In January 2019, Microsoft launched its new commerce experience (NCE) for Microsoft Azure and in October 2021, it brought seat-based cloud offers to the new commerce experience for a unified purchasing experience. One of Microsoft’s primary goals was to reduce the complexity by standardising the subscription lifecycle from purchase and renewal to billing, while introducing more purchasing options. New commerce experience is more about how partners purchase and manage CSP subscriptions than what they are purchasing.
As a company keen on helping MSPs maximise their revenue from recurring services, we wanted to understand what Microsoft intends on achieving with these changes. In this article we will discuss what we believe to be the big picture and cover important dates and major changes that you need to be aware of before your next billing cycle. In our upcoming article we will share tips on how to make the most of these changes to boost your profit. So, stay tuned.
What is really happening with NCE?
To understand what has really changed, a brief discussion of how things worked before (aka legacy CSP) is necessary. The key difference between legacy and NCE is the subscription term and management policies applicable to each term. A subscription term is the period between the subscription purchase date and its renewal date. This is independent of the billing frequency, which in the case of legacy CSP was monthly or annual. Microsoft has always maintained the price of a subscription throughout its term and will continue to do so with NCE, even when the price of the product goes up for new purchases.
Note the distinction between a product (aka SKU) and a subscription. A subscription in CSP is a "container" in which the customer purchases a number of seats for its users, at the unit price of the SKU on the CSP pricing list for a given term. This way, the list price of any SKU can go up for new purchases while active subscriptions maintain their price for the duration of their term.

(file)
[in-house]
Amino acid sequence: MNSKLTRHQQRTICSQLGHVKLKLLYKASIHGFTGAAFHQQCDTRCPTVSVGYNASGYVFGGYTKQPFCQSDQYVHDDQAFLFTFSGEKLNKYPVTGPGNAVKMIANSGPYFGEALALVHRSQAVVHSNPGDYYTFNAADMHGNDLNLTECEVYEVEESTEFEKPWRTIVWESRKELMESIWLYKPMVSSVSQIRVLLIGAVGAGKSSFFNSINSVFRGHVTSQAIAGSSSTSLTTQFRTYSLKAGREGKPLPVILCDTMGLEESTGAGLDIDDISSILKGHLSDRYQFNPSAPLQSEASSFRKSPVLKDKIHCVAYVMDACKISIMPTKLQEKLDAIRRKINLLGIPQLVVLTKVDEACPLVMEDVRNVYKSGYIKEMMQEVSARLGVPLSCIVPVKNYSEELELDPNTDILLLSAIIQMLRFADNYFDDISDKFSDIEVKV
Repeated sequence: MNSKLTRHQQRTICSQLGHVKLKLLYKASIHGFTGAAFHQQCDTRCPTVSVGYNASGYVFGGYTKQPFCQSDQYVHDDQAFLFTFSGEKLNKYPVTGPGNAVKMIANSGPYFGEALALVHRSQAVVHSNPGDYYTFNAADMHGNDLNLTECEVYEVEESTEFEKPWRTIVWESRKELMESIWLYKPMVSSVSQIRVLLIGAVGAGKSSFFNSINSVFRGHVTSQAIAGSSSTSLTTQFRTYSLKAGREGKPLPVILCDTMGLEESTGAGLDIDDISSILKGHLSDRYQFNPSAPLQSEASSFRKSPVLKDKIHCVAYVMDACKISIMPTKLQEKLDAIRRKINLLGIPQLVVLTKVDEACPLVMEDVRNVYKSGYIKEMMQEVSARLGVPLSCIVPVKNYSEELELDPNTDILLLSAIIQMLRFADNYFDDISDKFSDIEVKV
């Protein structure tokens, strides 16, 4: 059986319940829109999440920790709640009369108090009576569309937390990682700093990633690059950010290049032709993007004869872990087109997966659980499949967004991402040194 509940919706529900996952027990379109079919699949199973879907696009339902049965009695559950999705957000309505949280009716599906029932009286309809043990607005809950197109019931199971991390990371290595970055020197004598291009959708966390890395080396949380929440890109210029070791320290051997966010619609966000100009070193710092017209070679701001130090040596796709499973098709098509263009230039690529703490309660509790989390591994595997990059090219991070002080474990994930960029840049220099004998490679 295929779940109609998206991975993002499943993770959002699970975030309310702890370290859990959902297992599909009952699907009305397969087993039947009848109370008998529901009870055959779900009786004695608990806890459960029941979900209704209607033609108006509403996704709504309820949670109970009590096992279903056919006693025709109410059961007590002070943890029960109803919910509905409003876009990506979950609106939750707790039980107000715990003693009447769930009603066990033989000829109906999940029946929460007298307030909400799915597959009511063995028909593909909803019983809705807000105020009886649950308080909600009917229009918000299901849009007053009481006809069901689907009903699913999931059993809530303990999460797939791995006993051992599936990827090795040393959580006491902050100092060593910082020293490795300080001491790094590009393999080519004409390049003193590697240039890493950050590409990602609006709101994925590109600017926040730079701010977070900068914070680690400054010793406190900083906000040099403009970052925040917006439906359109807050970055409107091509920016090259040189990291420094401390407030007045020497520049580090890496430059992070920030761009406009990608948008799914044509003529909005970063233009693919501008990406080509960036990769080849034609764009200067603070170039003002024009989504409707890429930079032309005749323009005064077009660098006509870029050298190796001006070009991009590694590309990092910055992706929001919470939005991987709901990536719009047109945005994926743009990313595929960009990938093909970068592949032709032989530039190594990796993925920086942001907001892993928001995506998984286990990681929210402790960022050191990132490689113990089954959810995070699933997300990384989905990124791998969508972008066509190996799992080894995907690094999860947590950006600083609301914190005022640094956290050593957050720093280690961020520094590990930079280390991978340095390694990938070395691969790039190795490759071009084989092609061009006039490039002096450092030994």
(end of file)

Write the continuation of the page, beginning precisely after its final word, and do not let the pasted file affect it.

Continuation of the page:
Changes in subscription commitment term
Under legacy CSP, there has always been one commitment term: annual. Customers were allowed to pay monthly or annually, but the subscription renewed yearly, and its price remained unchanged for the duration of the term, i.e., the whole year.
NCE introduced three different commitment terms: monthly, annual, and triennial. Now, the same rule of maintaining a subscription’s price applies, but now it can change as frequently as every month for monthly commitment term subscriptions.
Changes in pricing
There has been a lot of back and forth on how and when the prices are changing and for which SKUs and commitment term offers. The short version is that Microsoft intends on matching the pricing of NCE annual and triennial commitment terms with that of legacy CSP and offering NCE monthly commitment term at an increase of up to 20%.
Is annual commitment term Microsoft’s favourite?
It is not mere speculation to say that Microsoft is trying to encourage partners and customers to go for annual/triennial commitment term offers. In fact, it has introduced a promotion of 5% discount off February 2022 pricing of annual term offers.
How’s anything really different?
As an MSP, you may think that nothing has really changed for your business if your customers’ existing legacy subscriptions will be converted to NCE and, for the foreseeable future, it will stay at the same price. The truth is a lot has changed in how annual commitment term subscriptions can be managed under NCE, which will affect your contracts, pricing, billing, and overall revenue.
In the past, although the commitment term has always been annual, a lot of the terms and conditions were not strictly enforced. As an example, a customer could cancel a subscription at any time during its term and receive a prorated refund. Also, they did not have to pay for a subscription while it was suspended. With NCE, Microsoft will be tightening measures that regulate annual subscription management, which should also reduce the complexity of billing.
The table below shows a direct comparison of the main areas that will be affected by this change.